London-based design practice Pearson Lloyd shares how to thrive with agility in the age of uncertainty
In April, and the early weeks of the crisis, we wrote for onofficemagazine.com about ‘make shift’ – the instinct we have to improvise in the face of adversity and how new habits and rituals emerged in response to the shock of Covid-19.
Three months later, instability continues to hold. Regardless of second or third waves of infection, we are still in the earliest phases of our new world and the economic and social impact of the crisis is barely understood.
Key elements of our social fabric that are the foundations of society, such as the need to meet and share and congregate seem under existential threat. In discussion with clients, friends and colleagues, we realise that what we used to call the future, a place where society does not really know how things will be, is perhaps no more than six months away. Even our short-term futures therefore remain unclear. So how can we learn to live and thrive in a new age of uncertainty?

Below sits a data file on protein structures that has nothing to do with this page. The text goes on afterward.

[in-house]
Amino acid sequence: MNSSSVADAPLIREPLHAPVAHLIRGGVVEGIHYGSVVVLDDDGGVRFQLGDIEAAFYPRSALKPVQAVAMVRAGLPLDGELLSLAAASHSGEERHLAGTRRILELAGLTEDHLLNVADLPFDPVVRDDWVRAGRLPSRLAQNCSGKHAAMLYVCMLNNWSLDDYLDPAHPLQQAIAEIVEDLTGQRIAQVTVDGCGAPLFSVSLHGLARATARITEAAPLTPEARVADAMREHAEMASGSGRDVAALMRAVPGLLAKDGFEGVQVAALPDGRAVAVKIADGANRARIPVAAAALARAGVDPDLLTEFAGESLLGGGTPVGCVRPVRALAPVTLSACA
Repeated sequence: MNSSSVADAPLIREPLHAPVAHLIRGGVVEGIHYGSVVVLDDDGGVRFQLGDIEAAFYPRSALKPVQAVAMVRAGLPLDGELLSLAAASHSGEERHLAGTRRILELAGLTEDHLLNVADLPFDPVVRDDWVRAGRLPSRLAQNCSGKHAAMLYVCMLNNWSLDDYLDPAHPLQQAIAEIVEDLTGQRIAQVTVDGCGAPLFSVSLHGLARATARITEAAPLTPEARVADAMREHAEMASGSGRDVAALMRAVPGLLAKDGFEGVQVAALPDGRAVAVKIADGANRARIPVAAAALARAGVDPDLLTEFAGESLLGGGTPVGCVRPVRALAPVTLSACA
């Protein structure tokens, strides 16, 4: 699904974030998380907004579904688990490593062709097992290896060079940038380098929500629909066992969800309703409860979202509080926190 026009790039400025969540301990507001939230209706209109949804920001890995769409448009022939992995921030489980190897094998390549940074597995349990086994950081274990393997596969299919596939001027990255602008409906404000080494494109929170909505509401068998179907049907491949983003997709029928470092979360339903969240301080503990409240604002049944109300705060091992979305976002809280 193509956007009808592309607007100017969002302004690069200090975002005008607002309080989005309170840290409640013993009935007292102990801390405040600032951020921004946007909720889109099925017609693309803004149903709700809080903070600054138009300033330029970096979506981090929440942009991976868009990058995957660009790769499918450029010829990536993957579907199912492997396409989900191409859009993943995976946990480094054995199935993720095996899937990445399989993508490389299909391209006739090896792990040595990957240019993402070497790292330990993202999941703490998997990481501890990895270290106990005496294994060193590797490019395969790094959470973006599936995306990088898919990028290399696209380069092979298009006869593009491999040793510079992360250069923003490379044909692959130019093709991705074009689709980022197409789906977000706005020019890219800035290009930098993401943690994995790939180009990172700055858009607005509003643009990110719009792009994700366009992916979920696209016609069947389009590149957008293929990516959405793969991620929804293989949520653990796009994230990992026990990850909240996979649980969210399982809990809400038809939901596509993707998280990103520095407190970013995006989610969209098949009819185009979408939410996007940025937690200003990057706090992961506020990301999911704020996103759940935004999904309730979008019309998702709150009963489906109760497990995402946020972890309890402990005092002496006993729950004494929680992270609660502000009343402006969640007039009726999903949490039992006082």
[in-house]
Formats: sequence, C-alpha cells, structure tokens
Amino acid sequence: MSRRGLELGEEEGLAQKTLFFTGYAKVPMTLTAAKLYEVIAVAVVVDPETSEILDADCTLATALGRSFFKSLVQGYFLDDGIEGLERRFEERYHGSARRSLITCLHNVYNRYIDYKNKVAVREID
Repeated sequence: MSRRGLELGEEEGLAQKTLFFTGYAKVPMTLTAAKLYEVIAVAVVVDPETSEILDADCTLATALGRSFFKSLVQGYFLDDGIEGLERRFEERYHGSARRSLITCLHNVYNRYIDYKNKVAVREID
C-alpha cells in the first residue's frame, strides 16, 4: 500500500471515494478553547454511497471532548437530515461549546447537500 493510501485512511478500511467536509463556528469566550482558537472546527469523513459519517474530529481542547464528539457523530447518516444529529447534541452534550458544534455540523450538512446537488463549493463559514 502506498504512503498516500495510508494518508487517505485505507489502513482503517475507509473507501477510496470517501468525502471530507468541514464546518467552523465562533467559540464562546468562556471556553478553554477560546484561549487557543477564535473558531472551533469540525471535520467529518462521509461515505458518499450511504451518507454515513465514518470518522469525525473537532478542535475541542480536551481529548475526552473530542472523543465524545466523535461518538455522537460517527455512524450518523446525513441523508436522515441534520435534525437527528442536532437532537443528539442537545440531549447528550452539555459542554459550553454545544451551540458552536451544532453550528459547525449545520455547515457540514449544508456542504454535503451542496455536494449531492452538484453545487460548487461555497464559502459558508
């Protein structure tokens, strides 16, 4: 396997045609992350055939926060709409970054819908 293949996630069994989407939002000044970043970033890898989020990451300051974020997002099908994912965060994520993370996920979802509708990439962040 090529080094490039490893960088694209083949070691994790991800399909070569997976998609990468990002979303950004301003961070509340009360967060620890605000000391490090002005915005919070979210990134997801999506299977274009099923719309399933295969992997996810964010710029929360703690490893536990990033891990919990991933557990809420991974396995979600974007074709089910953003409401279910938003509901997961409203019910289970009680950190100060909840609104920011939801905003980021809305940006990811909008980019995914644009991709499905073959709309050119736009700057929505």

Chaos theory has long been used to understand and map not only the complex patterns of the natural world, but also diverse subjects such as road traffic patterns, and now the progress and outcomes of the pandemic itself. Research connecting chaos theory to modes of working may reinforce the relevance of agile thinking in how we might address the challenges that surround us.
So, is it possible to acknowledge and embrace the unpredictability and endemic nature of change and learn to benefit from it? To engage in the idea that we cannot know the future and understand that this may actually enhance our creativity? What can we learn from jazz? It is built on the premise of improvisation layered over structure in the search for different grades of harmonic, where there is a confidence to experiment and not know the answers. Great jazz music thrives within a mode that values both ambiguity and uncertainty.
With the paradoxical guarantee of ‘black swan’ events such as Covid-19, we know that the path of history is both non-linear and unknown. Perhaps right now, the best way to view the world, to solve problems, to plan our future and respond to our new reality is less about experience and more about the ability to think freely and respond to change.
Design has always been a risk-rich enterprise. We observe and identify both opportunities and challenges to model possible futures. At its best design thinking is a process of continual learning, reimagining and reframing the world at both micro and macro scales. Like great conversation, design thinking also benefits from the gathering of many voices in the development of an idea or proposition. So right now, we can only work together, embracing uncertainty, sure in the knowledge that no one has the answer but together – through the process of design – we can help shape the future.
As featured in OnOffice 152, The Now Issue